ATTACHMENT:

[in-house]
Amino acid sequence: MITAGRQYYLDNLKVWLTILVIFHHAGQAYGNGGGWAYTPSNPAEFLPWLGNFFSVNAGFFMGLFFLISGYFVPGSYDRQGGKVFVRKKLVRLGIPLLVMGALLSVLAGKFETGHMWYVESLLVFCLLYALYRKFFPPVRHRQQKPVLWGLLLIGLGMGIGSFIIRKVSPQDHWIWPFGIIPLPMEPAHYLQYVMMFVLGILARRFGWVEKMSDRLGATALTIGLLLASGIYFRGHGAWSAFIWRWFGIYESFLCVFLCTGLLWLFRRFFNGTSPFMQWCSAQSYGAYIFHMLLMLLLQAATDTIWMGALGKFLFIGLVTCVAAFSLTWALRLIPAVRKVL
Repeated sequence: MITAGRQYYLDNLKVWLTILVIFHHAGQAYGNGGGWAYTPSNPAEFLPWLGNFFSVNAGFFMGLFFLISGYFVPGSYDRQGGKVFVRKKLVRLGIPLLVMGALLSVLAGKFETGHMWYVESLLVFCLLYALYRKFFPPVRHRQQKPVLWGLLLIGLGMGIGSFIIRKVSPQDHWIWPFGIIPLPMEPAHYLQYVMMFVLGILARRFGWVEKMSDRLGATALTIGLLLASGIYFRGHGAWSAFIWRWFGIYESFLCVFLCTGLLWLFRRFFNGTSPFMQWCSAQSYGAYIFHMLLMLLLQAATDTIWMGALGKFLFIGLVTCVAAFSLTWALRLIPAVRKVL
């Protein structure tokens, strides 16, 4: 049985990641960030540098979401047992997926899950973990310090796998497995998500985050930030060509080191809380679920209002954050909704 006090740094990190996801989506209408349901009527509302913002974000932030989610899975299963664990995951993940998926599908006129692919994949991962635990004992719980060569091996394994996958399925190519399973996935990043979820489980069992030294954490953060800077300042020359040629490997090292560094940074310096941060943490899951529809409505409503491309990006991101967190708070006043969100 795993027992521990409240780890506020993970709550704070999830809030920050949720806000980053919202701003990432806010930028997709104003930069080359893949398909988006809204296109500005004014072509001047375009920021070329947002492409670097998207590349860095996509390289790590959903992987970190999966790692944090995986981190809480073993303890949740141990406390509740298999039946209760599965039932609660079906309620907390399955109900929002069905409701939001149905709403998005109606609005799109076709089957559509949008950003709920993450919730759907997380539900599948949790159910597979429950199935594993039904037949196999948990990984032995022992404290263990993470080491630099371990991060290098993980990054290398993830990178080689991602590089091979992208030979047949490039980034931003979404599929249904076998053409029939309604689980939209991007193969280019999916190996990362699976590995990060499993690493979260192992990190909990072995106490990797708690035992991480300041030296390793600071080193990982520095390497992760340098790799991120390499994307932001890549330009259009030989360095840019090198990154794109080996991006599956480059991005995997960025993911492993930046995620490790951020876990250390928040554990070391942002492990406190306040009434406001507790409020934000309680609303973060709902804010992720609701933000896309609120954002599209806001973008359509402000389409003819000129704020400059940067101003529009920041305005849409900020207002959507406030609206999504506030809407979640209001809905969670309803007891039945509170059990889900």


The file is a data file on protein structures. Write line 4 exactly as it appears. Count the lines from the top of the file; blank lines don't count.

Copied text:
């Protein structure tokens, strides 16, 4: 049985990641960030540098979401047992997926899950973990310090796998497995998500985050930030060509080191809380679920209002954050909704 006090740094990190996801989506209408349901009527509302913002974000932030989610899975299963664990995951993940998926599908006129692919994949991962635990004992719980060569091996394994996958399925190519399973996935990043979820489980069992030294954490953060800077300042020359040629490997090292560094940074310096941060943490899951529809409505409503491309990006991101967190708070006043969100 795993027992521990409240780890506020993970709550704070999830809030920050949720806000980053919202701003990432806010930028997709104003930069080359893949398909988006809204296109500005004014072509001047375009920021070329947002492409670097998207590349860095996509390289790590959903992987970190999966790692944090995986981190809480073993303890949740141990406390509740298999039946209760599965039932609660079906309620907390399955109900929002069905409701939001149905709403998005109606609005799109076709089957559509949008950003709920993450919730759907997380539900599948949790159910597979429950199935594993039904037949196999948990990984032995022992404290263990993470080491630099371990991060290098993980990054290398993830990178080689991602590089091979992208030979047949490039980034931003979404599929249904076998053409029939309604689980939209991007193969280019999916190996990362699976590995990060499993690493979260192992990190909990072995106490990797708690035992991480300041030296390793600071080193990982520095390497992760340098790799991120390499994307932001890549330009259009030989360095840019090198990154794109080996991006599956480059991005995997960025993911492993930046995620490790951020876990250390928040554990070391942002492990406190306040009434406001507790409020934000309680609303973060709902804010992720609701933000896309609120954002599209806001973008359509402000389409003819000129704020400059940067101003529009920041305005849409900020207002959507406030609206999504506030809407979640209001809905969670309803007891039945509170059990889900």